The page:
PORTLAND, ORE., JUNE 11 -- The "Uncle Cliffy" is a dance. Cliff Robinson is a forward for the Portland Trail Blazers. He would like for the two entities to remain separate.

"Leave that Uncle Cliffy alone, please," Robinson asked today. "I shouldn't have even started it. Everybody's trying to take the fact that I've been doing the Uncle Cliffy out of context. I'm here to play basketball."

It had been Robinson's misfortune until Game 4 of these NBA Finals that his main contribution had been his celebratory dance, which was becoming a cult classic in this town. His game was the novelty.

But Wednesday, Robinson was right in the middle of the Trail Blazers' come-from-behind 93-88 victory over the Chicago Bulls, which tied this series at two games apiece going into Game 5 here Friday.

It has been a strange first four games. Even the unusual Chicago-Cleveland Eastern Conference finals series was consistent in its inconsistency from one game to another. At least one of the two teams played well.

In these finals, save the Bulls' Game 1 performance, both teams have struggled with things they usually master.

Chicago, which closes out games better than anyone in the league, has blown two in the last four minutes. And Portland's fast break has been taken away, leaving the Trail Blazers in a half-court lurch, seemingly unable to execute even simple plays.

"Some series take on some type of meaning," Portland guard Terry Porter said. "It's really hard to pinpoint where this series is going to go. But both teams seem to rely a lot on their defense."

That's how Portland won Game 4, using its smaller, quicker lineup. Jerome Kersey moved from small to power forward, and guard Danny Ainge played small forward, where he guarded Scottie Pippen.

Robinson, the third-year forward from Connecticut who was at center in the fourth quarter, scored 17 points and had seven rebounds in 27 minutes. Kersey scored 21 points. And the Blazers showed why their frontcourt is at times so very unorthodox.

Veteran Buck Williams is the only member of Portland's group that is easily defined. He is a pure power forward, a banger and a rebounder who doesn't shoot outside of the paint.

Center Kevin Duckworth is a big enough low-post target, but is more comfortable facing the basket and shooting jump shots. At 6 feet 7, Kersey often leads the Blazers in rebounding (and jumps center), but is also needed to fill the lanes in Portland's fast break.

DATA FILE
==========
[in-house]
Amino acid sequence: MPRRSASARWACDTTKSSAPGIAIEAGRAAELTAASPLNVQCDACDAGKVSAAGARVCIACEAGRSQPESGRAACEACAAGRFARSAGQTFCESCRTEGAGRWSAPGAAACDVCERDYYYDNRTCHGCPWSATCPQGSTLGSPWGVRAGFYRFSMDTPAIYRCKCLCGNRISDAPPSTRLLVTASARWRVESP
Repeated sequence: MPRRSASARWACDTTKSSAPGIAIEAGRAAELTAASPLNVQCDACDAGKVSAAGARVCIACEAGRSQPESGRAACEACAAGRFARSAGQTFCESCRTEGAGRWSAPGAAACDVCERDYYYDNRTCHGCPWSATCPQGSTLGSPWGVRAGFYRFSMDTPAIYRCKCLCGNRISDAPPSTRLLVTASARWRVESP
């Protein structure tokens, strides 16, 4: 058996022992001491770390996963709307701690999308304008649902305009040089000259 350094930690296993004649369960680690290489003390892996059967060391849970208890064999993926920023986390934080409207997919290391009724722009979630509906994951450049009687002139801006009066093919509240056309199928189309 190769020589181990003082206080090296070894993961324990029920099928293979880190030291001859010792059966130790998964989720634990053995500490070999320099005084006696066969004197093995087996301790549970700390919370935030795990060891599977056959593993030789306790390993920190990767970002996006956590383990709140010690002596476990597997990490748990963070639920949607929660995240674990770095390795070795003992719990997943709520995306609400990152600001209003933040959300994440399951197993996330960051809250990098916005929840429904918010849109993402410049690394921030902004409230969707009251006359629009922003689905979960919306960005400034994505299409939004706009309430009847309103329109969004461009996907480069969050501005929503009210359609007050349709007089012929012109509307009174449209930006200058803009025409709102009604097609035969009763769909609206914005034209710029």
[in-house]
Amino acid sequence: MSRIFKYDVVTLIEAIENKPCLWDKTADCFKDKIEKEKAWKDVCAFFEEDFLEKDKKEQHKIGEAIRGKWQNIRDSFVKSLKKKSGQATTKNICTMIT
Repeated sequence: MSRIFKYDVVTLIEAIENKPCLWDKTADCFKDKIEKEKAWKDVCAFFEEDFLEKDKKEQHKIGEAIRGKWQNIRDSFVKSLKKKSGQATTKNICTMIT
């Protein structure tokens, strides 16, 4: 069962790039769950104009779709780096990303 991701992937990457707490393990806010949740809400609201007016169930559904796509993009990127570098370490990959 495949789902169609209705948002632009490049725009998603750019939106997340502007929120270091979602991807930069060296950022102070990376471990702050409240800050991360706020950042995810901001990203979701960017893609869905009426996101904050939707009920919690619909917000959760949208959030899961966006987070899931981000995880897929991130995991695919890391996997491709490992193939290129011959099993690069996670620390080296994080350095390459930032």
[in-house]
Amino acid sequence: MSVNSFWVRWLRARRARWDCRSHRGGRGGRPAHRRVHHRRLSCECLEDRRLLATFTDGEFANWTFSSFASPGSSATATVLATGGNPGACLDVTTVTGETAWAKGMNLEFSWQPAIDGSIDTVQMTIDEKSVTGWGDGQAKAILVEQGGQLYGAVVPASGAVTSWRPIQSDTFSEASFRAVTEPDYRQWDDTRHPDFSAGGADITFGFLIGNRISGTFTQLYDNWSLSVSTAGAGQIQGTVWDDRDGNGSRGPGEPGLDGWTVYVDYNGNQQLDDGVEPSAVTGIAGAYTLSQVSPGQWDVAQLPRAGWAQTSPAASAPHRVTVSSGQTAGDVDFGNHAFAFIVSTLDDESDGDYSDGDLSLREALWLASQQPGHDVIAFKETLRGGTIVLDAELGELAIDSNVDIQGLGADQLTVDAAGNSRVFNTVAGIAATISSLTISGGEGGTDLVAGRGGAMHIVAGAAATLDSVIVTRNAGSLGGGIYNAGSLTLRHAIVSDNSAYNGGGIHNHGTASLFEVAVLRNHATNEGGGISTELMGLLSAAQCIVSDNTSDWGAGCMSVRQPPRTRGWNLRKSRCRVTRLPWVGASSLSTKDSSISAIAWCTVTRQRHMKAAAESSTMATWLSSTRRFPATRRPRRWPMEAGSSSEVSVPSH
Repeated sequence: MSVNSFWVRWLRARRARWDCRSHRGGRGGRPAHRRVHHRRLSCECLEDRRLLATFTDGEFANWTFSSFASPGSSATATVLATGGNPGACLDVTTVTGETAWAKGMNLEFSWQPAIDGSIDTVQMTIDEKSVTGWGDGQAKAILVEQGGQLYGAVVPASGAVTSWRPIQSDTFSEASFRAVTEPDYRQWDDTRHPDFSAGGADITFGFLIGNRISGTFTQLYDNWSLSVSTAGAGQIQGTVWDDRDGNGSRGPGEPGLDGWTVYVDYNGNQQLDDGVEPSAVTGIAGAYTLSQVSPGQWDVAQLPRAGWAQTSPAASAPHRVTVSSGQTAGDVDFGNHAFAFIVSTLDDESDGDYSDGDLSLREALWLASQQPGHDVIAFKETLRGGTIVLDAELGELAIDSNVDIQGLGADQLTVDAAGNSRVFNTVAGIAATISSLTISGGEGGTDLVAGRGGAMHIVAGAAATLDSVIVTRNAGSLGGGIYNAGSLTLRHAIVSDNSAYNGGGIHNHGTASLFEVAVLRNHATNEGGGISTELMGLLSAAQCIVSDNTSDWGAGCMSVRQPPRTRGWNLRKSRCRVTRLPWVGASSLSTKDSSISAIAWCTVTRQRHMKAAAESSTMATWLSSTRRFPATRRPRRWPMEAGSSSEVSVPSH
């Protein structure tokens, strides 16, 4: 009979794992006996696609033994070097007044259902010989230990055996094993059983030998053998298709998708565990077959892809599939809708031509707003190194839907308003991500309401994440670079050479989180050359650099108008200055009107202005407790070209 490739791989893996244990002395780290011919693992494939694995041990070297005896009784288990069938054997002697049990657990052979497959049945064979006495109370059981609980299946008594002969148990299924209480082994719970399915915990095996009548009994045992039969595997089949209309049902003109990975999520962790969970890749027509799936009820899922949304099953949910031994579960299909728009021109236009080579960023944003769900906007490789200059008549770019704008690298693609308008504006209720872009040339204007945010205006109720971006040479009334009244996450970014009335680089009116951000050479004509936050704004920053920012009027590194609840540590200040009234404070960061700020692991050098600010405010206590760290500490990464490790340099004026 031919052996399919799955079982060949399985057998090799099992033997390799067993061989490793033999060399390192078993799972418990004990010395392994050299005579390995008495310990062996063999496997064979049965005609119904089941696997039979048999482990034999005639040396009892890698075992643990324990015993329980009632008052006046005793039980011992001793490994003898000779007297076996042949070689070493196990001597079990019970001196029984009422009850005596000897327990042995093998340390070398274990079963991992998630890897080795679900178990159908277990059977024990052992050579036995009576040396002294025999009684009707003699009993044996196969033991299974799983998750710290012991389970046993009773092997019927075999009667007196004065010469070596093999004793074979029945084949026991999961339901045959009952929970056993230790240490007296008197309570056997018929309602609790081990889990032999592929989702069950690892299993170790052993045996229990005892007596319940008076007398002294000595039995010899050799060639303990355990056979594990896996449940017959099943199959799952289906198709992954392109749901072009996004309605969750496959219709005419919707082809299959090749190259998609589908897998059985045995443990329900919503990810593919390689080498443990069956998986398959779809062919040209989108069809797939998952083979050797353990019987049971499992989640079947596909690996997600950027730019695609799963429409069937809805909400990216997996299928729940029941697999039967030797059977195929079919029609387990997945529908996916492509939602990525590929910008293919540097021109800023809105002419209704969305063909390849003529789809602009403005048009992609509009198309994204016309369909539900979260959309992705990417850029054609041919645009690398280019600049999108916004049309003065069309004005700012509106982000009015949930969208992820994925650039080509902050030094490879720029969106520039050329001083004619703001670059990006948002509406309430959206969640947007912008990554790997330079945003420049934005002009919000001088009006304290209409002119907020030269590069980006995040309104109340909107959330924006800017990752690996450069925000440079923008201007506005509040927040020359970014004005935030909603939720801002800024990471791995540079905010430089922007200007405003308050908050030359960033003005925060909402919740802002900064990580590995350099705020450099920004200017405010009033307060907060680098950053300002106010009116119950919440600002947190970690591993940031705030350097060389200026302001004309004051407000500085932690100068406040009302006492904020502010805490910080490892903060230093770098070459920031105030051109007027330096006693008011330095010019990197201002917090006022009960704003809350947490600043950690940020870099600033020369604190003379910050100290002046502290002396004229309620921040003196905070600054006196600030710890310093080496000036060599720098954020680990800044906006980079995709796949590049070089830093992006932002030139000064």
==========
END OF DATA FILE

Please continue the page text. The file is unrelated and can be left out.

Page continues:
When Portland wants to play half-court, it normally goes with Williams and Duckworth. The Blazers frequently try to get Duckworth going early, but when they want to change things, they can bring in 6-10 Robinson to play any of the three frontcourt positions.

He is known more as a fast-break finisher, yet he got going Wednesday by hitting the perimeter jumpers the Bulls gave him.

"If he plays well, it gives them a totally different look to their game," Bulls Coach Phil Jackson said. "They really can do a lot of different things with their lineup. They can play him {anywhere in the frontcourt}. They will play Kersey a little bit on the floor and make their speed better and ball movement better."

"Cliff is very agile," Kersey said. "When he comes in he can shoot the ball from the outside and he can go to the basket and rebound, so that gives you a different look than, say, Buck, who is not really going to take the outside jump shots. He's going to go to the boards."

Robinson "can come in and play any of the three frontline positions," Kersey added. "And that moves people around. I was at power forward and Cliff was center. If you're going to play your center there, we've got an advantage."

The Bulls gave Portland credit for scrambling the game. The Blazers double-teamed Michael Jordan, forcing the ball out of his hands, and their smaller unit was able to rotate to the open man much quicker than if Williams or Duckworth had been in the game.

But Chicago thinks it can exploit Robinson when he plays center, or Ainge at small forward. ("Let them keep doing it," one Bulls person said today. "We'll pick them apart.")

"When we play Bulls basketball," forward Horace Grant said, the Blazers' small lineup "plays right into our hands."

Said Jordan: "We have to make an adjustment, and the focal point of our adjustment is {center} Bill Cartwright. If we can capitalize on his ability to post up Cliff Robinson and rely on our defense to help out Bill whenever he's on the perimeter against Cliff, that makes our situation a little bit better."

To which Robinson replied, "If they feel they can exploit it, let them try. I'm in there to compete. If they want to give it to {Cartwright}, bring it. I'm going to do my best to stop him."

But even Portland Coach Rick Adelman acknowledges that the small lineup is best utilized in limited situations.

"I don't know if you can do it for a long period of time," Adelman said. "We've been doing it the whole series. The only difference {in Game 4} was that Cliff and Jerome were on the floor at the same time with them. . . . That's a pretty difficult lineup to guard. With Jerome and Cliff out there, their big people have to be active if they're going to guard them."